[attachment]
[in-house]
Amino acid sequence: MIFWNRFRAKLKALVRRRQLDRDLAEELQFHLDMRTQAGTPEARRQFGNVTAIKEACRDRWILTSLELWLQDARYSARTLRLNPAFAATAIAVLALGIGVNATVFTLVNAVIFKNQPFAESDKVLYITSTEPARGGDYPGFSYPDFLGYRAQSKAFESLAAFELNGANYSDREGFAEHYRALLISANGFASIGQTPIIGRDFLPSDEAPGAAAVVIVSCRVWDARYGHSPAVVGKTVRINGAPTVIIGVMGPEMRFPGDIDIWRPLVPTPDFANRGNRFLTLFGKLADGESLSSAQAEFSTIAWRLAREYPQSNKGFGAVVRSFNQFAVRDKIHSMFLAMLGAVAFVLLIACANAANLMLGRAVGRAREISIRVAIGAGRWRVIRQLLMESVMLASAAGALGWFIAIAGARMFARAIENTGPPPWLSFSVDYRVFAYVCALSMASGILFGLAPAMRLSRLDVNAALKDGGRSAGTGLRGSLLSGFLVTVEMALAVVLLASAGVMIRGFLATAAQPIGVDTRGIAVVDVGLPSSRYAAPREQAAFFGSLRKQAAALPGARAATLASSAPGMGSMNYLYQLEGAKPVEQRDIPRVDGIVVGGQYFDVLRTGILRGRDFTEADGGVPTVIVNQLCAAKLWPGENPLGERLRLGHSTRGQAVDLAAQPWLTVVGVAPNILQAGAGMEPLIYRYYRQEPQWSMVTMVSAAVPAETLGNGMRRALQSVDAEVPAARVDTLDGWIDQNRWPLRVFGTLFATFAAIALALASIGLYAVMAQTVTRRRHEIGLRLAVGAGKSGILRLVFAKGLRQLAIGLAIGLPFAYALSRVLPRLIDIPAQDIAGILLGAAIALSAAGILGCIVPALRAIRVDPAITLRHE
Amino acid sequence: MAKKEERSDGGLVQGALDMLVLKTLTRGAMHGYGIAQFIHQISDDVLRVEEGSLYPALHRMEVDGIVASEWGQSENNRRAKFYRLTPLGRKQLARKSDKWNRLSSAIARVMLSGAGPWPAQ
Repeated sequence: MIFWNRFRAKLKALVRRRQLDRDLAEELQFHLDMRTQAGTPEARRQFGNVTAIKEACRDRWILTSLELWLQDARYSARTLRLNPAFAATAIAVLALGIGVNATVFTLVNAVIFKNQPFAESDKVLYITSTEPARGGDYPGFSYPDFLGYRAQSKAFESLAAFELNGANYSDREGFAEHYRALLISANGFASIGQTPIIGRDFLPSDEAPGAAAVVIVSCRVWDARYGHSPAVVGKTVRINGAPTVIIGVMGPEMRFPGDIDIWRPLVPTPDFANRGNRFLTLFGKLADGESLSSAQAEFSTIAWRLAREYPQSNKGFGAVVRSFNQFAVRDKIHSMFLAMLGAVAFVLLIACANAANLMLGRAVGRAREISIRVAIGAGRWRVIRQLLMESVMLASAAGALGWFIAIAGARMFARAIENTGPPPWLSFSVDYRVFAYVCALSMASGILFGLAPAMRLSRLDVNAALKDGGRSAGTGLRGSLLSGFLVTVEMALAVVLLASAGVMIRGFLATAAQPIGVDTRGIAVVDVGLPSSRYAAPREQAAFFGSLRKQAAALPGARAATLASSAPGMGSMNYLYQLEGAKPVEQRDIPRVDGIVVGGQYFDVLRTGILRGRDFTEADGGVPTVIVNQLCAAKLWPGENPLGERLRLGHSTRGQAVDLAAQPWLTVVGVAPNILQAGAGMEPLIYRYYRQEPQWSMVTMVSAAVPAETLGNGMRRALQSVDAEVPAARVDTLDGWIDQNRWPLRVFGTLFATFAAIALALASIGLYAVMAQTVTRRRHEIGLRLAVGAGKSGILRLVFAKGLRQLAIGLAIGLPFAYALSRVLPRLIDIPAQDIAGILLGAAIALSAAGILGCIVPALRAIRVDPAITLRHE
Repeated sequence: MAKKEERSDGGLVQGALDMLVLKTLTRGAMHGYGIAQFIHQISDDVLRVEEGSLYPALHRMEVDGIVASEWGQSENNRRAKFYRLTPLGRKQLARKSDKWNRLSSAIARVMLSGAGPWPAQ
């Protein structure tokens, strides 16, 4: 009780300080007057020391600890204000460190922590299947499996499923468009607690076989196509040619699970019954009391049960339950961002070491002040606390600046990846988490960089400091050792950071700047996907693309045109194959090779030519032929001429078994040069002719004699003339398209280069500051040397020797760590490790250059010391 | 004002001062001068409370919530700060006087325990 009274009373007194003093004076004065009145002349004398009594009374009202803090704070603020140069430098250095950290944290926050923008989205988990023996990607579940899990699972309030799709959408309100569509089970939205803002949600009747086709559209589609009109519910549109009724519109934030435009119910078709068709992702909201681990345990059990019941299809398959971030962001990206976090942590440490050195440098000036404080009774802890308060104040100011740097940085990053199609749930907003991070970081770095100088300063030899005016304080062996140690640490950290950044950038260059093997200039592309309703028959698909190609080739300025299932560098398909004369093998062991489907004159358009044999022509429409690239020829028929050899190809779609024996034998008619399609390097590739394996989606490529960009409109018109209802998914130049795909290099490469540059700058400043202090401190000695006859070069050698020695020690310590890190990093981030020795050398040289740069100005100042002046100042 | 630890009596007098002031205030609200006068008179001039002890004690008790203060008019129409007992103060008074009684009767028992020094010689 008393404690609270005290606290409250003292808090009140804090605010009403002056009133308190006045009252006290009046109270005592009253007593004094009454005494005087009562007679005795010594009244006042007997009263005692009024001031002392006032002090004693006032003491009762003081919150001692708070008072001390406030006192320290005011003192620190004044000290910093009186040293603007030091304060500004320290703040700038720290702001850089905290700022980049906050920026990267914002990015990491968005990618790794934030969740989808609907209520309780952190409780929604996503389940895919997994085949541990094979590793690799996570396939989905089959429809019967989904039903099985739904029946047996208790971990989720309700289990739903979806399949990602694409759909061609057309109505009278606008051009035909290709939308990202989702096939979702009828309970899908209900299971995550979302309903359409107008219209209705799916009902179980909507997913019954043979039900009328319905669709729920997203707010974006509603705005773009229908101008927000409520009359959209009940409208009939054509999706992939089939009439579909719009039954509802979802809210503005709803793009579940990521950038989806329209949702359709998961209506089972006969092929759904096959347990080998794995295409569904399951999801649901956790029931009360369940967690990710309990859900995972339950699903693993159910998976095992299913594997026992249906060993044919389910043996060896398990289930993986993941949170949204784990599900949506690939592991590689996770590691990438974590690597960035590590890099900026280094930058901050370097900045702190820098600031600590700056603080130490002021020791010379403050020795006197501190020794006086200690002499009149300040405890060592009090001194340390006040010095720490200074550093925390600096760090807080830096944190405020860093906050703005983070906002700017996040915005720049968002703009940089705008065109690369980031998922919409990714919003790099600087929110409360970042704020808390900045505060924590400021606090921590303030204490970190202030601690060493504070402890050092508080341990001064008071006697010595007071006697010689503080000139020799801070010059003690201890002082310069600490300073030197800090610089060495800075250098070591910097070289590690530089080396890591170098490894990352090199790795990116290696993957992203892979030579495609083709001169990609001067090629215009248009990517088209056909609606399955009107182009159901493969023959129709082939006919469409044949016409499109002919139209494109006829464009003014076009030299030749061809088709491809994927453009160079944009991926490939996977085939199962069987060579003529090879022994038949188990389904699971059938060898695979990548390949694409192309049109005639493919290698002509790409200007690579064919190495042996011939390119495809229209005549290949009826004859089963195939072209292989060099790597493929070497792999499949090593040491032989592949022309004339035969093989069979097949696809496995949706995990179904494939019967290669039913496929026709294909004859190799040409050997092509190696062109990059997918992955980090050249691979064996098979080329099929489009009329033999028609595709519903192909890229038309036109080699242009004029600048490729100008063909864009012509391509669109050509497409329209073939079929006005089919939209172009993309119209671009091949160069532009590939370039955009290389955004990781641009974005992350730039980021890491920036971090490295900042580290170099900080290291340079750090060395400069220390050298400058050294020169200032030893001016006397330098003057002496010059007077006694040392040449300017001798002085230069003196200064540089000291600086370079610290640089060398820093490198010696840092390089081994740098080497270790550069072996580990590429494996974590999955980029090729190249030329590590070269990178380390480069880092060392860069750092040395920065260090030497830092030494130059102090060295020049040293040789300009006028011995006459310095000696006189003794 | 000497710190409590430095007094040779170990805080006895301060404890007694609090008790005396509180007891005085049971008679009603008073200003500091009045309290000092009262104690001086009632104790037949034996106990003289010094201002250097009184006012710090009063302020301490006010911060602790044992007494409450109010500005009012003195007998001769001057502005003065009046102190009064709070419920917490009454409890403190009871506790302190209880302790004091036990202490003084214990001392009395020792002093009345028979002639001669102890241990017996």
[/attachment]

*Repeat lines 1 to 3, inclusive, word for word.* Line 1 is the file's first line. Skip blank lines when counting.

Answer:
[in-house]
Amino acid sequence: MIFWNRFRAKLKALVRRRQLDRDLAEELQFHLDMRTQAGTPEARRQFGNVTAIKEACRDRWILTSLELWLQDARYSARTLRLNPAFAATAIAVLALGIGVNATVFTLVNAVIFKNQPFAESDKVLYITSTEPARGGDYPGFSYPDFLGYRAQSKAFESLAAFELNGANYSDREGFAEHYRALLISANGFASIGQTPIIGRDFLPSDEAPGAAAVVIVSCRVWDARYGHSPAVVGKTVRINGAPTVIIGVMGPEMRFPGDIDIWRPLVPTPDFANRGNRFLTLFGKLADGESLSSAQAEFSTIAWRLAREYPQSNKGFGAVVRSFNQFAVRDKIHSMFLAMLGAVAFVLLIACANAANLMLGRAVGRAREISIRVAIGAGRWRVIRQLLMESVMLASAAGALGWFIAIAGARMFARAIENTGPPPWLSFSVDYRVFAYVCALSMASGILFGLAPAMRLSRLDVNAALKDGGRSAGTGLRGSLLSGFLVTVEMALAVVLLASAGVMIRGFLATAAQPIGVDTRGIAVVDVGLPSSRYAAPREQAAFFGSLRKQAAALPGARAATLASSAPGMGSMNYLYQLEGAKPVEQRDIPRVDGIVVGGQYFDVLRTGILRGRDFTEADGGVPTVIVNQLCAAKLWPGENPLGERLRLGHSTRGQAVDLAAQPWLTVVGVAPNILQAGAGMEPLIYRYYRQEPQWSMVTMVSAAVPAETLGNGMRRALQSVDAEVPAARVDTLDGWIDQNRWPLRVFGTLFATFAAIALALASIGLYAVMAQTVTRRRHEIGLRLAVGAGKSGILRLVFAKGLRQLAIGLAIGLPFAYALSRVLPRLIDIPAQDIAGILLGAAIALSAAGILGCIVPALRAIRVDPAITLRHE
Amino acid sequence: MAKKEERSDGGLVQGALDMLVLKTLTRGAMHGYGIAQFIHQISDDVLRVEEGSLYPALHRMEVDGIVASEWGQSENNRRAKFYRLTPLGRKQLARKSDKWNRLSSAIARVMLSGAGPWPAQ